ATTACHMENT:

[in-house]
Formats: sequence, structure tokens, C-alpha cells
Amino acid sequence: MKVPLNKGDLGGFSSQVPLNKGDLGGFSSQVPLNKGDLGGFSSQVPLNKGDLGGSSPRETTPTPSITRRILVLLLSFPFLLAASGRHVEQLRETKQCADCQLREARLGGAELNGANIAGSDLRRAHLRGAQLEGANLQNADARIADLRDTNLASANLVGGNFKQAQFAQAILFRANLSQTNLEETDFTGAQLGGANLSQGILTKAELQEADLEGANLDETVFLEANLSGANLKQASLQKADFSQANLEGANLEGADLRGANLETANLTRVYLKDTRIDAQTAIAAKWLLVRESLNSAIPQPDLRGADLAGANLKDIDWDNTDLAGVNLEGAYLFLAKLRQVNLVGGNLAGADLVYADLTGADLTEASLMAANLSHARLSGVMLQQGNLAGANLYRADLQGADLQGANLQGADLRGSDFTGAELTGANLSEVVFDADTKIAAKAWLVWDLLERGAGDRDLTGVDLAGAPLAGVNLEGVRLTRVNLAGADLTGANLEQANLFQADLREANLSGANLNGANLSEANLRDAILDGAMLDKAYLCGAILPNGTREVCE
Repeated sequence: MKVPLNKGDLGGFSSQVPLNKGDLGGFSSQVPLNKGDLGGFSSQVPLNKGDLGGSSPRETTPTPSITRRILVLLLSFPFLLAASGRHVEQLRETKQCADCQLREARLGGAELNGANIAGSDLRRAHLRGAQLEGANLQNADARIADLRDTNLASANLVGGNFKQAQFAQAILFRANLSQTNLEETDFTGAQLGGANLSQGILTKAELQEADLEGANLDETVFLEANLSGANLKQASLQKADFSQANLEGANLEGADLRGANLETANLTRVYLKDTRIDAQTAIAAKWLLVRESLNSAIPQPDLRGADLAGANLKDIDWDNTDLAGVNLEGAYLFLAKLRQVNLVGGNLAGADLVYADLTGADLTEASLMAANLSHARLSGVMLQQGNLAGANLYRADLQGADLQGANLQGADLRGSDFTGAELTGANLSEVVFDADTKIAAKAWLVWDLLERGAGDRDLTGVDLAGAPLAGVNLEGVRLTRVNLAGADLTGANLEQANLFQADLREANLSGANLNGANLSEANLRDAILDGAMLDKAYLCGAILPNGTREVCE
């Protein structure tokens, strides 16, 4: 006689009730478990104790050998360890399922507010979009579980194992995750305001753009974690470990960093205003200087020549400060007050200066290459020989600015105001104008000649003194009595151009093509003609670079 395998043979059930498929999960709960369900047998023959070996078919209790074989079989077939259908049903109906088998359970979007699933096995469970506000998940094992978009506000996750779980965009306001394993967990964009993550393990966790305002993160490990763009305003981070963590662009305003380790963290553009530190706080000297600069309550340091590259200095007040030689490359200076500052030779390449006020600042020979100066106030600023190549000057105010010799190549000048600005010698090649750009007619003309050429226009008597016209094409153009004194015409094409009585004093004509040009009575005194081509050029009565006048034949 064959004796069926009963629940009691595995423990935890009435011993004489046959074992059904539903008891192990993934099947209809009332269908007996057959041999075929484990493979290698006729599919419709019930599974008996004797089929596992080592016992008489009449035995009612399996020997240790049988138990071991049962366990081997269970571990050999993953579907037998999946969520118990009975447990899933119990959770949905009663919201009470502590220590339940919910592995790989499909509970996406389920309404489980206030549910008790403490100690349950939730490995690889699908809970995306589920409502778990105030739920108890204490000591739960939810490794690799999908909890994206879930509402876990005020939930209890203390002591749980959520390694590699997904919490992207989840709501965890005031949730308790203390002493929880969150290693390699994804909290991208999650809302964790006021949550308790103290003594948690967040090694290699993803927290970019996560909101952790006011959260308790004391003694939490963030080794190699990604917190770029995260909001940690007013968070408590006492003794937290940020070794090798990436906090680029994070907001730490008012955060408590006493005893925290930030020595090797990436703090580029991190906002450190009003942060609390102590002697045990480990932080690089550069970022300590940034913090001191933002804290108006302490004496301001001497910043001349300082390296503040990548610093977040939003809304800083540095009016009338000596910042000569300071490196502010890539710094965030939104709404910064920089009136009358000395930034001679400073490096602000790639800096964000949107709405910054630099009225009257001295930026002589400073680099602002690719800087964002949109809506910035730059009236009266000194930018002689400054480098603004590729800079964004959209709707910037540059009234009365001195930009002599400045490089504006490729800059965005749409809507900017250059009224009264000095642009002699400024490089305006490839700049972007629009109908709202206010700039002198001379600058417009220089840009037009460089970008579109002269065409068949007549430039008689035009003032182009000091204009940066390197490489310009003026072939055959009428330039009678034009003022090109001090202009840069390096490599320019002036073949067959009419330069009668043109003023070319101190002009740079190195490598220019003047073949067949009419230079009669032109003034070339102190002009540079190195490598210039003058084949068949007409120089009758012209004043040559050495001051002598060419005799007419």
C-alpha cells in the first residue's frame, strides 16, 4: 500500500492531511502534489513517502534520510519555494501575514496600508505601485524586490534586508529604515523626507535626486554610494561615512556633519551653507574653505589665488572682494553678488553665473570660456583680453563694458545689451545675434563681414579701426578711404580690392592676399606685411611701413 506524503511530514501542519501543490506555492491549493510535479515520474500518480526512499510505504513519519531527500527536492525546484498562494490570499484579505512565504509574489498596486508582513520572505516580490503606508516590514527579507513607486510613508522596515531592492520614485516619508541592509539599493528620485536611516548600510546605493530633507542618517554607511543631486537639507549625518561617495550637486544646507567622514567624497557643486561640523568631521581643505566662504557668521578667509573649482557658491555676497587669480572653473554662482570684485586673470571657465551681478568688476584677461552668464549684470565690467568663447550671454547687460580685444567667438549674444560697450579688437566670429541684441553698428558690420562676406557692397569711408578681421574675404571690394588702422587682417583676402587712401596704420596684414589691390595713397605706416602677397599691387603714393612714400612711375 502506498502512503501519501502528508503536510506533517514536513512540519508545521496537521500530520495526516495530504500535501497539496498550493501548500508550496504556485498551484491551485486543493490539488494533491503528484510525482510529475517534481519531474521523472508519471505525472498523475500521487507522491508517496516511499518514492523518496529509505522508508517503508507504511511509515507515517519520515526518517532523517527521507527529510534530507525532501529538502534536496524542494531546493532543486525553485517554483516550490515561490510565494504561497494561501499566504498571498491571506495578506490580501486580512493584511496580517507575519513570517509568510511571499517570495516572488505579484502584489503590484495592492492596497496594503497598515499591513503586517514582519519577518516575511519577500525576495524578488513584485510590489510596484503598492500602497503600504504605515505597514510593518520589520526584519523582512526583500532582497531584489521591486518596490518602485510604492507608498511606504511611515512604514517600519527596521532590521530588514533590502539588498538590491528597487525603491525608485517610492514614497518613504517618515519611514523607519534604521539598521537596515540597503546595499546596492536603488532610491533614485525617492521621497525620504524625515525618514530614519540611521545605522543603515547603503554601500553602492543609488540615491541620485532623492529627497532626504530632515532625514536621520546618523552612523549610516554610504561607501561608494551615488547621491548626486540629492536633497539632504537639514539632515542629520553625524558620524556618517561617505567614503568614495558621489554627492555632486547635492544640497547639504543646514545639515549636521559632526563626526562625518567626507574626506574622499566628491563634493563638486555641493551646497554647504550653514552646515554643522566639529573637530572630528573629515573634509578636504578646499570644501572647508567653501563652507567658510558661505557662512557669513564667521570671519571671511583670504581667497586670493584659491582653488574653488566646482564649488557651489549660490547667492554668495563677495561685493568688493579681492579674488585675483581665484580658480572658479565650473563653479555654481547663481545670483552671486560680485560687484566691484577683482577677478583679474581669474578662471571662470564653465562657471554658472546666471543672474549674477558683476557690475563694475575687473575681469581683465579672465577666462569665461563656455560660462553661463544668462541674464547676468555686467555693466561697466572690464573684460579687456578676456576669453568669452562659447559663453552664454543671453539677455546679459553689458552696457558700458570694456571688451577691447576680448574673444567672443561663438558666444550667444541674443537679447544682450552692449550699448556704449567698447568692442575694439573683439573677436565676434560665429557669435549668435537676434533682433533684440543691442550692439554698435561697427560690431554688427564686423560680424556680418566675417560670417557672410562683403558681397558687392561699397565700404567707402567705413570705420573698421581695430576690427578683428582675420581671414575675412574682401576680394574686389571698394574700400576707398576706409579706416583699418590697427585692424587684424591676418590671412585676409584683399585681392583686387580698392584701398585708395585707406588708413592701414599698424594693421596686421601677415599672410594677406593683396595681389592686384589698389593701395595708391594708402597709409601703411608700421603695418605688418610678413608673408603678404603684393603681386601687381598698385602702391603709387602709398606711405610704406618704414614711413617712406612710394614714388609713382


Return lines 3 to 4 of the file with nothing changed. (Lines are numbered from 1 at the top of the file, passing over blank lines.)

Amino acid sequence: MKVPLNKGDLGGFSSQVPLNKGDLGGFSSQVPLNKGDLGGFSSQVPLNKGDLGGSSPRETTPTPSITRRILVLLLSFPFLLAASGRHVEQLRETKQCADCQLREARLGGAELNGANIAGSDLRRAHLRGAQLEGANLQNADARIADLRDTNLASANLVGGNFKQAQFAQAILFRANLSQTNLEETDFTGAQLGGANLSQGILTKAELQEADLEGANLDETVFLEANLSGANLKQASLQKADFSQANLEGANLEGADLRGANLETANLTRVYLKDTRIDAQTAIAAKWLLVRESLNSAIPQPDLRGADLAGANLKDIDWDNTDLAGVNLEGAYLFLAKLRQVNLVGGNLAGADLVYADLTGADLTEASLMAANLSHARLSGVMLQQGNLAGANLYRADLQGADLQGANLQGADLRGSDFTGAELTGANLSEVVFDADTKIAAKAWLVWDLLERGAGDRDLTGVDLAGAPLAGVNLEGVRLTRVNLAGADLTGANLEQANLFQADLREANLSGANLNGANLSEANLRDAILDGAMLDKAYLCGAILPNGTREVCE
Repeated sequence: MKVPLNKGDLGGFSSQVPLNKGDLGGFSSQVPLNKGDLGGFSSQVPLNKGDLGGSSPRETTPTPSITRRILVLLLSFPFLLAASGRHVEQLRETKQCADCQLREARLGGAELNGANIAGSDLRRAHLRGAQLEGANLQNADARIADLRDTNLASANLVGGNFKQAQFAQAILFRANLSQTNLEETDFTGAQLGGANLSQGILTKAELQEADLEGANLDETVFLEANLSGANLKQASLQKADFSQANLEGANLEGADLRGANLETANLTRVYLKDTRIDAQTAIAAKWLLVRESLNSAIPQPDLRGADLAGANLKDIDWDNTDLAGVNLEGAYLFLAKLRQVNLVGGNLAGADLVYADLTGADLTEASLMAANLSHARLSGVMLQQGNLAGANLYRADLQGADLQGANLQGADLRGSDFTGAELTGANLSEVVFDADTKIAAKAWLVWDLLERGAGDRDLTGVDLAGAPLAGVNLEGVRLTRVNLAGADLTGANLEQANLFQADLREANLSGANLNGANLSEANLRDAILDGAMLDKAYLCGAILPNGTREVCE